The dunk itself is awesome, but Pau's face as he runs back down court is utterly priceless. You can actually see him thinking "Well that just happened. I really didn't know what to expect there. I'm kind of impressed right now. Nice job, me. Nice job."
Jordan Farmar - Jordan had a rough go of things tonight. He couldn't make shots (2-8 shooting) and he was careless with the basketball. His four turnovers, to go along with just three assists, really stood out because both of his friendly competitors for point guard minutes put together strong performances under the team management category. Nash and Blake combined for 13 assists and zero turnovers, which made Farmar's forgettable night stand out all the more.
Pau Gasol's shot selection - Pau has never been a player who overly concerns you with his shooting volume, but tonight, he fell prey to taking a whole bunch of the wrong kind of shots. He had 18 attempts on the night (of which he only made five) and more than half of those attempts were from 15 feet or further, including two three point attempts. Pau has hit some threes early this season, and his shooting stroke appears much improved as compared to last season's struggle, but all we've heard since the end of last season was that Pau wanted more touches down low, and the Lakers have been foolish for pushing him off the low block in favor of Dwight Howard (and Andrew Bynum before him). With Kobe out, Gasol is the clear #1 option for the team, and seeing him continue to live on the outside during offensive sets is disappointing. I'm not sure whether this is by the coach's design or Gasol's mentality, but it's not ideal.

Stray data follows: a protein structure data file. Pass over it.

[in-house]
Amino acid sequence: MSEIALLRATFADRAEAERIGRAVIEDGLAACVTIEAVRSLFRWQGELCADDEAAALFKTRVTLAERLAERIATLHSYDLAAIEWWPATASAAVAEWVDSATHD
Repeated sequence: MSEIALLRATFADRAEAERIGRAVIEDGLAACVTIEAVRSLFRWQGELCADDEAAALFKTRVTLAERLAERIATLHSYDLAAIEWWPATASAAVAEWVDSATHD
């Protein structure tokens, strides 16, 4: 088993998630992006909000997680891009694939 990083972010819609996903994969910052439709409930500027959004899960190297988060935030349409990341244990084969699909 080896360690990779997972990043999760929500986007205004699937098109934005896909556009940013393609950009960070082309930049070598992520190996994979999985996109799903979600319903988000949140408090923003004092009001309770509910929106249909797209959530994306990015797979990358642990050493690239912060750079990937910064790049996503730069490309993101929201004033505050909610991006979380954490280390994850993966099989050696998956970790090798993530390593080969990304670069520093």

Jordan Hill's minutes - The Lakers have a real conundrum on their hands when it comes to Jordan Hill. He is clearly a talented and hard-working player who does a lot of things really, really well. What he doesn't do well is hit outside shots, and because he doesn't hit outside shots, Mike D'Antoni sees him as a "center-only" type of player. Problem is, the Lakers already have two centers, both of whom are pretty good. So Jordan has seen his opportunities dwindle. He didn't enter Friday's game against the Spurs until the fourth quarter, and today he only saw earlier action because Kaman was in foul trouble for most of the night. And yet, there can be no arguing that Hill is doing enough to justify way more playing time. He's got the best per minute stats of anybody on the team, by a fair margin, and good things happen when he's on the court. Last night, Shawne Williams fouled out, allowing us to see Hill close the game out with the starters. That lineup didn't exactly set the world on fire, but Hill's effort definitely played a part in ensuring Lakers victory, with no play more important than his offensive rebound with 20 seconds left to go in a tie game. Because of him, the Lakers get the ball back and Pau Gasol ends up at the free throw line to establish the margin of victory. I don't know what the best way to get Hill more minutes is (the obvious answer is to demote Shawne Williams, who has not looked good, to ballboy), but I do know that he needs to get more minutes.